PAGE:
PMID:
21120813
[PubMed - indexed for MEDLINE]

Maina, JN, West JB, Orgeig S, Foot NJ, Daniels CB, Kiama SG, Gehr P, Mühlfeld C, Blank F, Müller L, Lehmann A, Brandenberger C, Rothen-Rutishauser B.  2010.  Recent advances into understanding some aspects of the structure and function of mammalian and avian lungs.. Abstract

Recent findings are reported about certain aspects of the structure and function of the mammalian and avian lungs that include (a) the architecture of the air capillaries (ACs) and the blood capillaries (BCs); (b) the pulmonary blood capillary circulatory dynamics; (c) the adaptive molecular, cellular, biochemical, compositional, and developmental characteristics of the surfactant system; (d) the mechanisms of the translocation of fine and ultrafine particles across the airway epithelial barrier; and (e) the particle-cell interactions in the pulmonary airways. In the lung of the Muscovy duck Cairina moschata, at least, the ACs are rotund structures that are interconnected by narrow cylindrical sections, while the BCs comprise segments that are almost as long as they are wide. In contrast to the mammalian pulmonary BCs, which are highly compliant, those of birds practically behave like rigid tubes. Diving pressure has been a very powerful directional selection force that has influenced phenotypic changes in surfactant composition and function in lungs of marine mammals. After nanosized particulates are deposited on the respiratory tract of healthy human subjects, some reach organs such as the brain with potentially serious health implications. Finally, in the mammalian lung, dendritic cells of the pulmonary airways are powerful agents in engulfing deposited particles, and in birds, macrophages and erythrocytes are ardent phagocytizing cellular agents. The morphology of the lung that allows it to perform different functions-including gas exchange, ventilation of the lung by being compliant, defense, and secretion of important pharmacological factors-is reflected in
its "compromise design."

PMID:
20687843
[PubMed - indexed for MEDLINE]

Wambugu, SN, Towett PK, Kiama SG, Abelson KS, Kanui TI.  2010.  Effects of opioids in the formalin test in the Speke's hinged tortoise (Kinixy's spekii).. Abstract

Little is known about analgesia in lower vertebrates such as the Speke's hinged tortoise (Kinixy'sspekii), yet of late they are increasingly being adopted as pets. The effects of morphine (5, 7.5,10 and 20 mg/kg), pethidine (10, 20, and 50 mg/kg) and naloxone (5 mg/kg) on nociception induced by the formalin test (12.5%, 100 microL) were studied in the Speke's hinged tortoise. Formalin induced a monophasic limb retraction behavioural response and its duration was recorded. The behaviour lasted for 16.4 +/- 0.8 min. Morphine (7.5, 10 and 20 mg/kg) and pethidine (20 and 50 mg/kg) induced significant decrease in the duration of limb retraction in the formalin test. The anti-nociceptive effects were naloxone (5 mg/kg) reversible. The data suggest that the formalin test is a good test for studying nociception and anti-nociception in tortoises and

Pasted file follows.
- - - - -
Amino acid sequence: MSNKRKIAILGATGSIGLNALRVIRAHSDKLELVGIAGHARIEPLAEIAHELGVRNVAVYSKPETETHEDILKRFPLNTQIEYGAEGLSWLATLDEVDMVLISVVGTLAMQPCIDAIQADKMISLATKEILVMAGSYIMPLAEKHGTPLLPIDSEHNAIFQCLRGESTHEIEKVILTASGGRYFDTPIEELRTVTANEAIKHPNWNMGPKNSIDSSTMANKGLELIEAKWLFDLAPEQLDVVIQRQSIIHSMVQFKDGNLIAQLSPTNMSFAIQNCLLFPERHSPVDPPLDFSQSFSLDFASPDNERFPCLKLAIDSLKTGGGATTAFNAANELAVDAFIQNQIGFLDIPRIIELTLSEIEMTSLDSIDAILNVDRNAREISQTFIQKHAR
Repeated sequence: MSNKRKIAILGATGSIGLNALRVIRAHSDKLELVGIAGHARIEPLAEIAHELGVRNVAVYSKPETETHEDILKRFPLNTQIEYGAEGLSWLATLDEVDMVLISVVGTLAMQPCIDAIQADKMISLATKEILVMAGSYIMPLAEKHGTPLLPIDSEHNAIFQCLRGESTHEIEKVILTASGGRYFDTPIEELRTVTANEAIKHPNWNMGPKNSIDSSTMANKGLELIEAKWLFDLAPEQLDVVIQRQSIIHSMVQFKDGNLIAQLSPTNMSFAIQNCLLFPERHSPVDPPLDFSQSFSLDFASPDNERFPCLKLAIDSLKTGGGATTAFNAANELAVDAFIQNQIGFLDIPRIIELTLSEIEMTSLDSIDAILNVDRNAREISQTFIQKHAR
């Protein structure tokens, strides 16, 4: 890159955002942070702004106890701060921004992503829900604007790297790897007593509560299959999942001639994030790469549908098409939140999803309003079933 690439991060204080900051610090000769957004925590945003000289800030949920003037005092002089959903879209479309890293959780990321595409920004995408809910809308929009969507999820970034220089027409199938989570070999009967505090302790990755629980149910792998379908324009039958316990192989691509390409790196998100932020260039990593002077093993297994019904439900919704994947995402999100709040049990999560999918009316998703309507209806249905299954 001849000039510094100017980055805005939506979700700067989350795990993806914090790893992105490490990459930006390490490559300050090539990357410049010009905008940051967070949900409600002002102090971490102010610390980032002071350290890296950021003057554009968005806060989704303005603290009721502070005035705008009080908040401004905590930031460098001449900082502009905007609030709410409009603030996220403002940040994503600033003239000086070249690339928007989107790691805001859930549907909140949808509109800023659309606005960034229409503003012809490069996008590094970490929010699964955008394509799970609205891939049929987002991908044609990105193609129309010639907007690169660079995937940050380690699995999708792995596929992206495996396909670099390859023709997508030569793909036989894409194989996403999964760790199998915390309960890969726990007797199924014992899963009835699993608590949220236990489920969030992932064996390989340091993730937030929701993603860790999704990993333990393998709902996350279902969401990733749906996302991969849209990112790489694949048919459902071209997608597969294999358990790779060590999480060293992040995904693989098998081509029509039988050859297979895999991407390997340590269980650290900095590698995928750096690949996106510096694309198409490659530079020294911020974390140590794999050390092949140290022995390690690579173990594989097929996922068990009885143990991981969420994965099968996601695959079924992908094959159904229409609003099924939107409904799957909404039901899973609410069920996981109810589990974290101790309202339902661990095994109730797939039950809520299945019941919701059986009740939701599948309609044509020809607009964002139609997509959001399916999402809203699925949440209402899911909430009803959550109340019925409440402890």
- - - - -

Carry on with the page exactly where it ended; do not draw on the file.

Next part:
that the opioidergic system plays a role in the control of nociception in these animals.

PMID:
20646195
[PubMed - indexed for MEDLINE]

Kavoi, B, Makanya A, Hassanali J, Carlsson HE, Kiama S.  2010.  Comparative functional structure of the olfactory mucosa in the domestic dog and sheep.. Abstract

Olfactory acuity differs among animal species depending on age and dependence on smell. However, the attendant functional anatomy has not been elucidated. We sought to determine the functional structure of the olfactory mucosa in suckling and adult dog and sheep. Mucosal samples harvested from ethmoturbinates were analyzed qualitatively and quantitatively. In both species, the olfactory mucosa comprised olfactory, supporting and basal cells, and a lamina propria containing bundles of olfactory cell axons, Bowman's glands and vascular elements. The olfactory cells terminated apically with an expanded knob, from which cilia projected in a radial fashion from its base and in form of a tuft from its apex in the dog and the sheep respectively. Olfactory cilia per knob were more numerous in the dog (19 ± 3) compared to the sheep (7 ± 2)
(p<0.05). In the dog, axonal bundles exhibited one to two centrally located capillaries and the bundles were of greater diameters (73.3 ± 10.3 μm) than those of the sheep (50.6 ± 6.8 μm), which had no capillaries. From suckling to adulthood in the dog, the packing density of the olfactory and supporting cells increased by 22.5% and 12.6% respectively. Surprisingly in the sheep, the density of the olfactory cells decreased by 26.2% while that of the supportive cells showed no change. Overall epithelial thickness reached 72.5 ± 2.9 μm in the dog and 56.8 ± 3.1 μm in the sheep. These observations suggest that the mucosa is better structurally refined during maturation in the dog than in the sheep.

Copyright © 2010 Elsevier GmbH. All rights reserved.
PMID: 20801626
[PubMed - indexed for MEDLINE]

Nguta, JM, Mbaria JM, Gakuya DW, Gathumbi PK, Kiama SG.  2010.  Antimalarial herbal remedies of Msambweni, Kenya.. Abstract